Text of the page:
Three Long Jing Set


A set of three early-picked Long Jing (Dragonwell) green teas grown and processed by Master Luo. Each has been grown, hand-picked and handmade in Meijiawu, an area within the tiny 1km by 5km Xi Hu (West Lake) area famous for Long Jing production, and hand-fired by Master Luo, three time winner of the Long Jing Firing King title. This year Master Luo has sent us three early-picked Long Jing – one made from the No. 43 cultivar and two made with the traditional Old Tree cultivars we usually

No. 43 is now the dominant tea cultivar in Xi Hu, surpassing the traditional cultivars due to its early budding and tolerance to cold weather. Because the price of Long Jing falls almost exponentially as the season goes on, it makes a lot of financial sense for farmers to grow No. 43 as it gives them over a week extra to pick premium tea before the start of Qingming festival in early April.  Master Luo’s Old Tree teas are made with the traditional Jiu Keng Group cultivars that have been in decline since the emergence of the earlier-budding No.43. Although generally less aromatic and sweet than teas made with No. 43, the slower growth and longer roots of the traditional cultivar allow a deeper taste and thicker texture that both we and Master Luo generally prefer.

Unlike last year when unusual weather led to some of the 2018 tea feeling a little thinner in texture than normal, this year we have no reservations. However increasing wholesale prices for Xihu Old Tree Long Jing in China  (£1000 per jin – 500g – for early old tree teas) has meant that we have had to increase our prices for the 2019 crop.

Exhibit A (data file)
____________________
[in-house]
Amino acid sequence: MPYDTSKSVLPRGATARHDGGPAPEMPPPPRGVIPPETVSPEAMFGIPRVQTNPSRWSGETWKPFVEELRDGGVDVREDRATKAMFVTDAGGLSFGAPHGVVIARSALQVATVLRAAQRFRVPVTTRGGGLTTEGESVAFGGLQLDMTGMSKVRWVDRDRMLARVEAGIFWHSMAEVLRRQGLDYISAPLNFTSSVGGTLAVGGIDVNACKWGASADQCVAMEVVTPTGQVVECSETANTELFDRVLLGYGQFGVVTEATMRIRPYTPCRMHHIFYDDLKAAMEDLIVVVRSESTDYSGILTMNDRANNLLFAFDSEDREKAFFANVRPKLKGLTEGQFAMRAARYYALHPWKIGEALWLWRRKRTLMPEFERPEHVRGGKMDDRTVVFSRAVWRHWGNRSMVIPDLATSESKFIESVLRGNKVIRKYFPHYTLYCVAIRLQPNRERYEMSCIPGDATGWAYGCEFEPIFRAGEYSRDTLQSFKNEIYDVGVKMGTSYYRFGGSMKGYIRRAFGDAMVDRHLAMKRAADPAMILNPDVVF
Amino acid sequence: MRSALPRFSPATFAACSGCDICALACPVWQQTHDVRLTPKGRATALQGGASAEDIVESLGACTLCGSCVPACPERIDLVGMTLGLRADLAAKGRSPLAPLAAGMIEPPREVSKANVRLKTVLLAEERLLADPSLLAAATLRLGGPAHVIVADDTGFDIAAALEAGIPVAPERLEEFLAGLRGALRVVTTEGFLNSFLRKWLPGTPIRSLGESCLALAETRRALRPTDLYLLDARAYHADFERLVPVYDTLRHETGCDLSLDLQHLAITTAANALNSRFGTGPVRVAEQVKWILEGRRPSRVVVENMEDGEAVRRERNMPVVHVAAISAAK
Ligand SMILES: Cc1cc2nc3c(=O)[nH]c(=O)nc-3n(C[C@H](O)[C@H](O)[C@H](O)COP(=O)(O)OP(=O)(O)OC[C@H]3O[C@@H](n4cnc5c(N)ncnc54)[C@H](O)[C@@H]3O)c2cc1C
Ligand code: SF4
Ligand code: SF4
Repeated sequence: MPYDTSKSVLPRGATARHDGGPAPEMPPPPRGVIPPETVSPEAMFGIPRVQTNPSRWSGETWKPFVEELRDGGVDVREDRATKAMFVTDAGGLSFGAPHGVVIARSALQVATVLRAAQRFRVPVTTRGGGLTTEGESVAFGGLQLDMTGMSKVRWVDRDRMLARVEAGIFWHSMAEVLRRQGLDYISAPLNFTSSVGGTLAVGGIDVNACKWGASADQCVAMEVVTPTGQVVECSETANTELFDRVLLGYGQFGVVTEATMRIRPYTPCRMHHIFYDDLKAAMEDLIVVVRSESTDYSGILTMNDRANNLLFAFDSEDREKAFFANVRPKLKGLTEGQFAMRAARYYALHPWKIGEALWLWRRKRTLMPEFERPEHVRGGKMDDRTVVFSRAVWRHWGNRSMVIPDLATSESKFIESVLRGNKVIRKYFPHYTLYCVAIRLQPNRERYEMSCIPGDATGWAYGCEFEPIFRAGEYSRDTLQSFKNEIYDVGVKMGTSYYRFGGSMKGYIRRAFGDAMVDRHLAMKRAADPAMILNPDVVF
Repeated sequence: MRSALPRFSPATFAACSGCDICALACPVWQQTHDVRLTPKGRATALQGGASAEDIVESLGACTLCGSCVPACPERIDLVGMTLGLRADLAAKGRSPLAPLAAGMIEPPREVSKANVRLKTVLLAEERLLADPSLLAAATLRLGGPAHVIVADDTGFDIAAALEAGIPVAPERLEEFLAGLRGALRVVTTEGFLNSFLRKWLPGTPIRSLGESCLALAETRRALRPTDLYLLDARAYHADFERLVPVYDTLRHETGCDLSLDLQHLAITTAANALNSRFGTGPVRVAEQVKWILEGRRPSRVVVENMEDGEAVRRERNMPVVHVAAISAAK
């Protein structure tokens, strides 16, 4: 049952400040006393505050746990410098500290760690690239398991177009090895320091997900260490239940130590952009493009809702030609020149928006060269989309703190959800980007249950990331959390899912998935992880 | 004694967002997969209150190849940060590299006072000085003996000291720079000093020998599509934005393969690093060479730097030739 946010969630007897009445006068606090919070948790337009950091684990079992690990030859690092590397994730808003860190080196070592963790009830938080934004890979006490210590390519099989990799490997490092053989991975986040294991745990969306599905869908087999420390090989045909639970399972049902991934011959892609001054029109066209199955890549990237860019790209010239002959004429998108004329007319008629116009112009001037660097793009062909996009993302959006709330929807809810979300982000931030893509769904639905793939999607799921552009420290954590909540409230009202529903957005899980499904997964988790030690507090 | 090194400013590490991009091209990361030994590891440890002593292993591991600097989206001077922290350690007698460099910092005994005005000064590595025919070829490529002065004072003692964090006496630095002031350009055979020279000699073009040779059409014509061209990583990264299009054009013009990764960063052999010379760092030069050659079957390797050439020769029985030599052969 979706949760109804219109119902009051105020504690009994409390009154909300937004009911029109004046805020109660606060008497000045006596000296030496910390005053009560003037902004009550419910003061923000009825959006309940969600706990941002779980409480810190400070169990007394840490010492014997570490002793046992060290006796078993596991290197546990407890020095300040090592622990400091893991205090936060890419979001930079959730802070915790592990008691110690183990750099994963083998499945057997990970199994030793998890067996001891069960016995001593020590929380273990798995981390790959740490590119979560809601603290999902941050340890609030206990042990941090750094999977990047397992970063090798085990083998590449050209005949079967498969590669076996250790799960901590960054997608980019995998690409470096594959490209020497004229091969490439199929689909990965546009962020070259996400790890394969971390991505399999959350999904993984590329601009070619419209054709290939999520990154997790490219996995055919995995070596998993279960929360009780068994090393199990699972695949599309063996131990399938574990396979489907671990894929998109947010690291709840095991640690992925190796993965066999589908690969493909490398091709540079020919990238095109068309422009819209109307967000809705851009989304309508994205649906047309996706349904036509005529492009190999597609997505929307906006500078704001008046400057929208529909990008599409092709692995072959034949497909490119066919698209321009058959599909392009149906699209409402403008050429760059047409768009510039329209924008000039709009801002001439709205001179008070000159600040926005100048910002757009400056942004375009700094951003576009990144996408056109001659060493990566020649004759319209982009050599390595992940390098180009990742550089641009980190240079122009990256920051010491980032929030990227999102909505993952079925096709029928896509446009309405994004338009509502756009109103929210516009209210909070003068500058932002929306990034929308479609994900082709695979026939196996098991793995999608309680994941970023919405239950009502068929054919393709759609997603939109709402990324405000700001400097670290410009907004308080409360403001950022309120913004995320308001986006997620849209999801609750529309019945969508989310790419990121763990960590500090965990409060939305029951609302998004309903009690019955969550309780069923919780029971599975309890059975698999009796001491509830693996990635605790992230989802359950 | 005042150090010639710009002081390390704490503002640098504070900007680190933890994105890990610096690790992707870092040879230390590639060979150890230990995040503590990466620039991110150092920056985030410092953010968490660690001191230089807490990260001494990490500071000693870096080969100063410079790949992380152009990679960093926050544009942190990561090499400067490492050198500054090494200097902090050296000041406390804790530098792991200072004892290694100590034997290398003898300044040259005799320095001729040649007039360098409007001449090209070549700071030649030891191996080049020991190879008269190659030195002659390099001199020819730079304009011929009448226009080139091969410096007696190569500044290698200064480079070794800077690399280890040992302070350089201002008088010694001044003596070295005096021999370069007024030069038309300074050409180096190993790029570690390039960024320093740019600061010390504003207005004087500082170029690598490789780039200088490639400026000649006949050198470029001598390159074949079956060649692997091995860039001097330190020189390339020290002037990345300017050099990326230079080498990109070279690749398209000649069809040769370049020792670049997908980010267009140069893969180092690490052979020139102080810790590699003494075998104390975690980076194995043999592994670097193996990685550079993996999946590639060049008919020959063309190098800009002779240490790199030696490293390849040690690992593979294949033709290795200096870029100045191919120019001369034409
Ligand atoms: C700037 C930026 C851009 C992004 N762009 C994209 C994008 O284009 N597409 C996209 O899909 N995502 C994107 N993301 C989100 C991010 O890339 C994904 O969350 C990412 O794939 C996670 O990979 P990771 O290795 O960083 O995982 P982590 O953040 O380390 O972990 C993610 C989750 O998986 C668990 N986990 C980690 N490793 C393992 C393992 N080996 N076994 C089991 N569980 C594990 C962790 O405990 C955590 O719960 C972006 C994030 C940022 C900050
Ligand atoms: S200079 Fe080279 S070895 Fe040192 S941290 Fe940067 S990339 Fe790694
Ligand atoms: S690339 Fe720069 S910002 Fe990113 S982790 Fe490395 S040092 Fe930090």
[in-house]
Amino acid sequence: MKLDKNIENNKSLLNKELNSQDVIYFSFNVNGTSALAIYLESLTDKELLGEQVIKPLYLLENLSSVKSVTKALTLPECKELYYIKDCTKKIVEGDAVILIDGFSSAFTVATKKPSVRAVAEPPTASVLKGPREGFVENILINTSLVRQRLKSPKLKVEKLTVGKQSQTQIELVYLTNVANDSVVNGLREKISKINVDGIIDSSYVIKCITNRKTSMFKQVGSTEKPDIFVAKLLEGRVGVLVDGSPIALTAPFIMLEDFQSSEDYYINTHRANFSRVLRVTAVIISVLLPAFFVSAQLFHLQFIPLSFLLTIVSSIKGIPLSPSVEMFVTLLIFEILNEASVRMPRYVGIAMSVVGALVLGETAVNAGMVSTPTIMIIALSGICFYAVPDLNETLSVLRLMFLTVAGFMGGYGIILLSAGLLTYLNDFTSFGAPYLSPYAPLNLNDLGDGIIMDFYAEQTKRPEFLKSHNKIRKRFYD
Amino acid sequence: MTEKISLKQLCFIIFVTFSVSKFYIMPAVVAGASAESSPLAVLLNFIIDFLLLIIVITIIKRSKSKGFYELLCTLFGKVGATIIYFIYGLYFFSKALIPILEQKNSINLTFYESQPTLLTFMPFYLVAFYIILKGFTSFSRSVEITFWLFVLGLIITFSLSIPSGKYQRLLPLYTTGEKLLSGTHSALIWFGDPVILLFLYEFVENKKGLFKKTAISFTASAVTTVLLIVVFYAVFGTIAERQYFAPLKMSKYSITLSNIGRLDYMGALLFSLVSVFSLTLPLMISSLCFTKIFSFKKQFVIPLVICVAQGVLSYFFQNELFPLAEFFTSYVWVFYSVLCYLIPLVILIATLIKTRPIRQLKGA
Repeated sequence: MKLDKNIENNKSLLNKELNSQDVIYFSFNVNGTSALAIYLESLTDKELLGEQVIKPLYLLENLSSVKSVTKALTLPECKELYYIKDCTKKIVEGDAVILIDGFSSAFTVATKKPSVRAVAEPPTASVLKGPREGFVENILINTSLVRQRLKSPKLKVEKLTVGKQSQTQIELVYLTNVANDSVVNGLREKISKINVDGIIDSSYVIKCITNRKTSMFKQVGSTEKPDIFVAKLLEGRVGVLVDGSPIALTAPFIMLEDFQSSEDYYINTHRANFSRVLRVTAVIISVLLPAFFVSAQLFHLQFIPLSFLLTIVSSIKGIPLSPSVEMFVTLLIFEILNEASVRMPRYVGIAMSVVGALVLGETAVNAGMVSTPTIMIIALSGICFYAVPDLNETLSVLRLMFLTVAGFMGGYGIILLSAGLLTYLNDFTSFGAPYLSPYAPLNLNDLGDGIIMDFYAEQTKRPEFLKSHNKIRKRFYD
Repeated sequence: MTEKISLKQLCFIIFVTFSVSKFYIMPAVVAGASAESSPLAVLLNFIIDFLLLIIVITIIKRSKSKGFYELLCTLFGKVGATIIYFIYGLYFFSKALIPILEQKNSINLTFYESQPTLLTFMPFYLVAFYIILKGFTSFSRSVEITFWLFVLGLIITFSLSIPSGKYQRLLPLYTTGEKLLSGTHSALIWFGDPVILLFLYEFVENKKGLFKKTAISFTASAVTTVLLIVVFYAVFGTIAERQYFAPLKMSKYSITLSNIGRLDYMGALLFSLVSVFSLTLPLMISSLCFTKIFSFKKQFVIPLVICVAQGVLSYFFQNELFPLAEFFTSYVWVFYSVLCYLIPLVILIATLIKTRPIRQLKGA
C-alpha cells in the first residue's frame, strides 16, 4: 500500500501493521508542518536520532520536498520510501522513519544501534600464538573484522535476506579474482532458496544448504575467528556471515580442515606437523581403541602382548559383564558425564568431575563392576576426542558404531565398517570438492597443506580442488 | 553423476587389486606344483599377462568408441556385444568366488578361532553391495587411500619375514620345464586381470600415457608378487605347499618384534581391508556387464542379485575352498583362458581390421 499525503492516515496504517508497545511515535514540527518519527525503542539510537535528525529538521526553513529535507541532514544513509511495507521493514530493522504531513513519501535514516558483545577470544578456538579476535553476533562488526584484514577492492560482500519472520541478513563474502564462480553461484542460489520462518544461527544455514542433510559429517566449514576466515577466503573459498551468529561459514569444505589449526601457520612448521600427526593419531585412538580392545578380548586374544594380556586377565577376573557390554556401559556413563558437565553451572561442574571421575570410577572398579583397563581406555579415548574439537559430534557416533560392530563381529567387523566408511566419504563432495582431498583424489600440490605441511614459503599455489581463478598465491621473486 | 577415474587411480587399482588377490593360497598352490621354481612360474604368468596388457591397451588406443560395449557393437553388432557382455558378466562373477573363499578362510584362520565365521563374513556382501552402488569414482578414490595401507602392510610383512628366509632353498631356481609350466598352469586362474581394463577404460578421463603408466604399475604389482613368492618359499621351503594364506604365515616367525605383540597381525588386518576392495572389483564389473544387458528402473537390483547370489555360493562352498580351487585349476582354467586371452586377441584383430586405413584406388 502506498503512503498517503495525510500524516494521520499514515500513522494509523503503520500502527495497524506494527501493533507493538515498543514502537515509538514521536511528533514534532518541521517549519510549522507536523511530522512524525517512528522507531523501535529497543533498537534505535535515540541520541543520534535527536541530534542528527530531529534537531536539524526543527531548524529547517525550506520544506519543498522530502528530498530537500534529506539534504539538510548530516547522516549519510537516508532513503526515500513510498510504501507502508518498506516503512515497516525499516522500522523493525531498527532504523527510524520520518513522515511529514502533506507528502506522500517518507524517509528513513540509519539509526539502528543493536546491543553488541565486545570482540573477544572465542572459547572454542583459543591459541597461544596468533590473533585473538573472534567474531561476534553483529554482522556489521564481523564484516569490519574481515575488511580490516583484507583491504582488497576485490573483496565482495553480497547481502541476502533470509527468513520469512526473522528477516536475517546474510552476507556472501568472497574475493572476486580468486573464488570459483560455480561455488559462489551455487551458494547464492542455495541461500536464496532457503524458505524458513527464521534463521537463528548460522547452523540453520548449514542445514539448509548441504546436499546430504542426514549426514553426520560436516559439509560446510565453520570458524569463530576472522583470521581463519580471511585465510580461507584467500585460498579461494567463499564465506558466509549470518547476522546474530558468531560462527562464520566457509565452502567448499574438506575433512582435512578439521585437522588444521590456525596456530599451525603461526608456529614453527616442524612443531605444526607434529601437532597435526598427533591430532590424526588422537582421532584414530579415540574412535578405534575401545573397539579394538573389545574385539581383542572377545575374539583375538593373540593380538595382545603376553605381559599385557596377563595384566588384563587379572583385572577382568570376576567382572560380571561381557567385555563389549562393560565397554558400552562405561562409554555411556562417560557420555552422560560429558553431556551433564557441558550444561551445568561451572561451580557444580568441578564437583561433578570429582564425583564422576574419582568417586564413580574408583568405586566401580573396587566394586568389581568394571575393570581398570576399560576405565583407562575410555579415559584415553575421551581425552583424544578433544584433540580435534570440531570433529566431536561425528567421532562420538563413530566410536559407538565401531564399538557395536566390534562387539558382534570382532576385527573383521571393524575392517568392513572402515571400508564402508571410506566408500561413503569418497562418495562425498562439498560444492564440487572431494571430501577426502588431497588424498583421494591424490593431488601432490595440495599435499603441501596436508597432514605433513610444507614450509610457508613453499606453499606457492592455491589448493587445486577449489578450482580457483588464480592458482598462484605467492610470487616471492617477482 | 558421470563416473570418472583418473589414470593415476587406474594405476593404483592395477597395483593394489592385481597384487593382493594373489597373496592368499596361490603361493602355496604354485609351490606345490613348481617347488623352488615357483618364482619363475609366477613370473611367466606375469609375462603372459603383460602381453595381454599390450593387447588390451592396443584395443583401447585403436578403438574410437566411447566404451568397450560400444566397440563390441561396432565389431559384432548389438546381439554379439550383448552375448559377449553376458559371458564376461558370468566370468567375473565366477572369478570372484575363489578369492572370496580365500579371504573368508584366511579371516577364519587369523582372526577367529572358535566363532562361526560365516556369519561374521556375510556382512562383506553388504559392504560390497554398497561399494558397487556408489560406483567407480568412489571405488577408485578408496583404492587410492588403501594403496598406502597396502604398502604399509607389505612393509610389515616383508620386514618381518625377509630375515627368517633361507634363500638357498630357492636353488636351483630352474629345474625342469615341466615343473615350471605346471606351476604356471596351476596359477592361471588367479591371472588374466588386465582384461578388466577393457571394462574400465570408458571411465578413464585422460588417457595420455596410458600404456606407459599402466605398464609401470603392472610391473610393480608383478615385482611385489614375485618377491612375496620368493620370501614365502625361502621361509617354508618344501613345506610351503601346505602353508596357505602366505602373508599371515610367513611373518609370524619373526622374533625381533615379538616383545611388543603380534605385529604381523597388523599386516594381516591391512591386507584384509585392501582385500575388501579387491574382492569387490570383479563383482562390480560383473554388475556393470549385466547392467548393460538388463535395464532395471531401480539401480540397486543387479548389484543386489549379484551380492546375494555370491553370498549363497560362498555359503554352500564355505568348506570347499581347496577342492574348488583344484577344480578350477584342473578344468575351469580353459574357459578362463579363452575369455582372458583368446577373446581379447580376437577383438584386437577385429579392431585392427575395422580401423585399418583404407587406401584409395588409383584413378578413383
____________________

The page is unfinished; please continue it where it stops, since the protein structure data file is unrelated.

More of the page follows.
1. No. 43 Long Jing, Pre-Qingming 2019

This tea was fired on the week before Qingming festival, from Master Luo’s No. 43 cultivar bushes.  The first thing to notice about the tea is its complete lack of astringency or bite, even when made with off-boiling water. While the wet leaf is aromatic with notes of citrus, almonds and white fruit, the impression of taste is that of silken flavoured water, that coats the mouth and throat with sweetness. Whether or not you prefer this earlier tea to the less grand later teas is entirely a matter of taste, but if you love green tea for its lightness and purity then this is one of our best green teas of the year – an exceptional early-fired example of China’s greatest green tea by one of the country’s most famous tea makers.

2. Old Tree Long Jing, 31/3/2019

This tea was fired on March 31st, in the week before Qingming festival, from one of the year’s first pickings from Master Luo’s old tree tea bushes. This is perhaps the most balanced Long Jing of the four we have this year, with the light citrus and umami notes of the No.43 and the fuller texture and depth of old tree teas, with just a hint of nuttiness from the firing.

3. Old Tree Long Jing, 5/4/2019

This tea was fired on April 5th, the day of Qingming festival, from tea from Master Luo’s old tree tea bushes. This tea has many similarities with the 31/3 tea, with slightly more bite on the finish and nuttiness from the firing. There is an interesting herbal quality to the tea, with notes of tarragon, verbena and chestnut, and a lovely concentrated sweetness that lasts well after the tea has been drunk.

Master Luo Meijiawu Village, Hangzhou, China

5 acres

90°C, 3-4g per 150ml. 4 infusions.

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